Internet Marketing Weekly News Update #084 February 2, 2011

The importance of social media is reflected in the eagerness of dictators to ban it.
The populist revolution in Tunisia has inspired similar uprisings in the Middle East, and social media have become part of the battleground. After Twitter was used to organize protests in Egypt, the government acted to block Twitter in that country. Some dissidents are still finding ways to get Twitter messages through, while others are communicating via Facebook.

The online ad industry makes progress against click fraud.
The battle against click fraud has seen its ups and downs, but the latest quarter showed progress in bringing down the rate of click fraud. According to Click Forensics, the click fraud rate in the fourth quarter of 2010 was 19.1 percent, down from 22.3 percent in the third quarter. However, this is still higher than the 15.3 percent click fraud rate in the fourth quarter of 2009.

Sign of the times: Google Maps to drop real estate features.
The real estate slump has claimed another victim: Google will discontinue the real estate search and listings features that have been available on Google Maps. Google cited multiple reasons for the decision, but the central theme appears to be low usage volume as Americans continue to show little appetite for home buying.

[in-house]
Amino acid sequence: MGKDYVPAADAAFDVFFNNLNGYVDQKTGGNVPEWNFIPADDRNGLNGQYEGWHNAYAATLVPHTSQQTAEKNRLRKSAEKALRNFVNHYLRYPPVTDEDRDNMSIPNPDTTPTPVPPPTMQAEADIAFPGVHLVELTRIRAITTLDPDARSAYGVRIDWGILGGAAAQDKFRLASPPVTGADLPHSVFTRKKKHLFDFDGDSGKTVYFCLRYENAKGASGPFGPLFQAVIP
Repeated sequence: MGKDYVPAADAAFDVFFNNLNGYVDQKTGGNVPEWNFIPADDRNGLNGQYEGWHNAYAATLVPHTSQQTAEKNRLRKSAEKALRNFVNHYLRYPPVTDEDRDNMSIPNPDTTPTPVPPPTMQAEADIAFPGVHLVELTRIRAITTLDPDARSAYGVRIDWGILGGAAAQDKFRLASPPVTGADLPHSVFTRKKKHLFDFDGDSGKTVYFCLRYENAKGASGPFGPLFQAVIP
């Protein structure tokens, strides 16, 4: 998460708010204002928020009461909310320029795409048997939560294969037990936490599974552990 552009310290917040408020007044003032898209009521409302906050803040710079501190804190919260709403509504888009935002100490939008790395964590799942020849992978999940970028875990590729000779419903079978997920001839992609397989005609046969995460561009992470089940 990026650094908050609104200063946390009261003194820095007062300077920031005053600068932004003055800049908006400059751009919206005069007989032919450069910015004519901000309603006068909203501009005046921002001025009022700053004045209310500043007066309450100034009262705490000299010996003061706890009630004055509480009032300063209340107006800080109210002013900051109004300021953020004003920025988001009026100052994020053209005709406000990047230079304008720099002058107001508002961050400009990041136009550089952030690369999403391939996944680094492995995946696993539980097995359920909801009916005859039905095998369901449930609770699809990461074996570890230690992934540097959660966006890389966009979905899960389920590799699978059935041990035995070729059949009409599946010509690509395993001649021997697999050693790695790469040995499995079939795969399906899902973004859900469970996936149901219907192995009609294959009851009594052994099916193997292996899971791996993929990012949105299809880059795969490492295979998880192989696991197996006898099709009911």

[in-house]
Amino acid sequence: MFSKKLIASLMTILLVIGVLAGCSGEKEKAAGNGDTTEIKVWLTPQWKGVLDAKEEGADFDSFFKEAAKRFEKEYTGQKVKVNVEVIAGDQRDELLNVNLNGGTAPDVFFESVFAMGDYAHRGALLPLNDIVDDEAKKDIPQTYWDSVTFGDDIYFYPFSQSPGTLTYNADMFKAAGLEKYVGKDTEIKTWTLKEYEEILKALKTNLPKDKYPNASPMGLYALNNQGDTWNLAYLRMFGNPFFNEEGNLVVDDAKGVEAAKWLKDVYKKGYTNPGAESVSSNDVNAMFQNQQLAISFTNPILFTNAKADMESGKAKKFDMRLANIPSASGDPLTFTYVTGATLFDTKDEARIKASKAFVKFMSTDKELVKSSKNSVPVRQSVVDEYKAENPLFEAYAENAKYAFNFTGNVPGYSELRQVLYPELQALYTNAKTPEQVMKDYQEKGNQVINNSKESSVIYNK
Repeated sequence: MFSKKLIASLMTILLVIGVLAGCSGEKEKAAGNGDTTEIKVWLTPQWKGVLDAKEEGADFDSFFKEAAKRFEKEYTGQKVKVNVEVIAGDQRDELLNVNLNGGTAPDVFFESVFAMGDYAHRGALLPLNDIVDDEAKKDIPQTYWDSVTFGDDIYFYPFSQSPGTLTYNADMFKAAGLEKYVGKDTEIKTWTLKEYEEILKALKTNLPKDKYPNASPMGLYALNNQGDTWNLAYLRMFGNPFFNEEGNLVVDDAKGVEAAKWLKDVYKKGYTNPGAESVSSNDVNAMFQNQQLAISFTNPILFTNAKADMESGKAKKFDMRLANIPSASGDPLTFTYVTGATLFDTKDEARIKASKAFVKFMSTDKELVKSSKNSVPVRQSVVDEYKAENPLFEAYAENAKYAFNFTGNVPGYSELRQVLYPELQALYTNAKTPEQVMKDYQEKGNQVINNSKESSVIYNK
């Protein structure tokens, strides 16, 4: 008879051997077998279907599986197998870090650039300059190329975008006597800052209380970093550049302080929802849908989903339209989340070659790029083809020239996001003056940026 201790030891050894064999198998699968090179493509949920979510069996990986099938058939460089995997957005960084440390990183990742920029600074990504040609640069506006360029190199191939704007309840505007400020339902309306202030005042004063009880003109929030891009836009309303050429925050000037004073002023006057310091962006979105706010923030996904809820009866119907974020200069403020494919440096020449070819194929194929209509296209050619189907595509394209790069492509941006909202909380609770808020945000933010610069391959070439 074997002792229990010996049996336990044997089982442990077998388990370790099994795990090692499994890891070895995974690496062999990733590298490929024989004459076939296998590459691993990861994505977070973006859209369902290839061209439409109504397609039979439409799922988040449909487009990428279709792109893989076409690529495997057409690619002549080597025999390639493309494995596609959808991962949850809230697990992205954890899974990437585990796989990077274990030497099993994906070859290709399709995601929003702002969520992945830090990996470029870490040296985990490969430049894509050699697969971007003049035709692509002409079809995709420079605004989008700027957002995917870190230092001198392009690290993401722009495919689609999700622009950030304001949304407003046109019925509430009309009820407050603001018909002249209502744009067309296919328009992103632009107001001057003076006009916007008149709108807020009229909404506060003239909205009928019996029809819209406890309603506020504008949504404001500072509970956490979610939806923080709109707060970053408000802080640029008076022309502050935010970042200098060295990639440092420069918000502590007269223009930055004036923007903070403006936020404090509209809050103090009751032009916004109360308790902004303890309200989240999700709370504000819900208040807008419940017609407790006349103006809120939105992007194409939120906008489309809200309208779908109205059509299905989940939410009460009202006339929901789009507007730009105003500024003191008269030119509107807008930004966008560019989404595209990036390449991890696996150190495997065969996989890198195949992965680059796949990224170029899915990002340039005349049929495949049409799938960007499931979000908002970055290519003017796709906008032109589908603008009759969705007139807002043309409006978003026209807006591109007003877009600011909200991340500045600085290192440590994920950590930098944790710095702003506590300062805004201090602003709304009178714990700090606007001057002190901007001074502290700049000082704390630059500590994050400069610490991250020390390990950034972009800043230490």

Demand Media's IPO signals a return to the good old days for new media.
Following its initial public offering, Demand Media's market capitalization has reached $1.5 billion. With this being higher than the market value of the New York Times, it suggests that the marketplace is emphasizing a forward-looking business model more than reputation. This gives Demand Media the highest market cap for an Internet IPO since Google in 2004.

Display ads migrate to Gmail.
Google is experimenting with showing display ads in Gmail. Like other ads in Gmail, the display ads will be triggered by the content of user emails, a practice most users seem to have become accustomed to since it was first introduced in 2004.
The New York Times

Pepsi replaces Super Bowl ads with social media marketing.
In a bold commitment to the power of new media as opposed to traditional advertising, Pepsi has eschewed its usual $20 million Super Bowl ad campaign in favor of an online contest that will put the money into community projects. This will mark the first time in 23 years that Pepsi has not advertised in the Super Bowl.
The New York Times

The DMA steps up its acknowledgement of behavioral advertising issues.
The Direct Marketing Association (DMA) had previously created an icon for advertisers to include in ads which gave users an opportunity to click and see information about behavioral advertising and the opportunity to opt out of such tracking. Now, the DMA is taking the further step of requiring its members to use the icon, and may even publicly expose violators.

Facebook ads get a tepid click response.
The click-through rate of Facebook ads declined from 0.063 percent in 2009 to 0.051 percent in 2010. This puts Facebook at roughly half the standard click-through rate of 0.10 percent, and puts Facebook'sadvertising sales team in the position of having to defend cost-per-click rates that rose from $0.27 to $0.49 last year.


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